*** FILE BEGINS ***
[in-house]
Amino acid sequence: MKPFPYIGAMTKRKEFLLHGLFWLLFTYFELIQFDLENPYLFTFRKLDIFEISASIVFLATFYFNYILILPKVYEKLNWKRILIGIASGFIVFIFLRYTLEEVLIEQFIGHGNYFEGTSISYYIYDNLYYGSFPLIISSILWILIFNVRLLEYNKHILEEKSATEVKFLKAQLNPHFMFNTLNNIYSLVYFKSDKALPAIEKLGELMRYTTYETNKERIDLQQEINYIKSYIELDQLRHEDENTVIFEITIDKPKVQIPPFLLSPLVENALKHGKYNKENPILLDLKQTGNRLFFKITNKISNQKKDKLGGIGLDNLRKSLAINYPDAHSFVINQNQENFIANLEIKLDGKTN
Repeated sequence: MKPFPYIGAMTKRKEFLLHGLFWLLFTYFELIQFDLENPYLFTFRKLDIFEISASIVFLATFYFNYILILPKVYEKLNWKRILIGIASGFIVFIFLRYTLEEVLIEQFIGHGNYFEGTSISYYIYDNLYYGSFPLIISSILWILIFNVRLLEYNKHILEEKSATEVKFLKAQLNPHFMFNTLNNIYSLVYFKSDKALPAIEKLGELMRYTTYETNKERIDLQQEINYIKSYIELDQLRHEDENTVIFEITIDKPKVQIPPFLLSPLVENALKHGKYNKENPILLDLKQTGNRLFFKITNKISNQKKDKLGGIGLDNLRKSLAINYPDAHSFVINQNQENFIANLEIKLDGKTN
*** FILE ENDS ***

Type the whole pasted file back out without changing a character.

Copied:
[in-house]
Amino acid sequence: MKPFPYIGAMTKRKEFLLHGLFWLLFTYFELIQFDLENPYLFTFRKLDIFEISASIVFLATFYFNYILILPKVYEKLNWKRILIGIASGFIVFIFLRYTLEEVLIEQFIGHGNYFEGTSISYYIYDNLYYGSFPLIISSILWILIFNVRLLEYNKHILEEKSATEVKFLKAQLNPHFMFNTLNNIYSLVYFKSDKALPAIEKLGELMRYTTYETNKERIDLQQEINYIKSYIELDQLRHEDENTVIFEITIDKPKVQIPPFLLSPLVENALKHGKYNKENPILLDLKQTGNRLFFKITNKISNQKKDKLGGIGLDNLRKSLAINYPDAHSFVINQNQENFIANLEIKLDGKTN
Repeated sequence: MKPFPYIGAMTKRKEFLLHGLFWLLFTYFELIQFDLENPYLFTFRKLDIFEISASIVFLATFYFNYILILPKVYEKLNWKRILIGIASGFIVFIFLRYTLEEVLIEQFIGHGNYFEGTSISYYIYDNLYYGSFPLIISSILWILIFNVRLLEYNKHILEEKSATEVKFLKAQLNPHFMFNTLNNIYSLVYFKSDKALPAIEKLGELMRYTTYETNKERIDLQQEINYIKSYIELDQLRHEDENTVIFEITIDKPKVQIPPFLLSPLVENALKHGKYNKENPILLDLKQTGNRLFFKITNKISNQKKDKLGGIGLDNLRKSLAINYPDAHSFVINQNQENFIANLEIKLDGKTN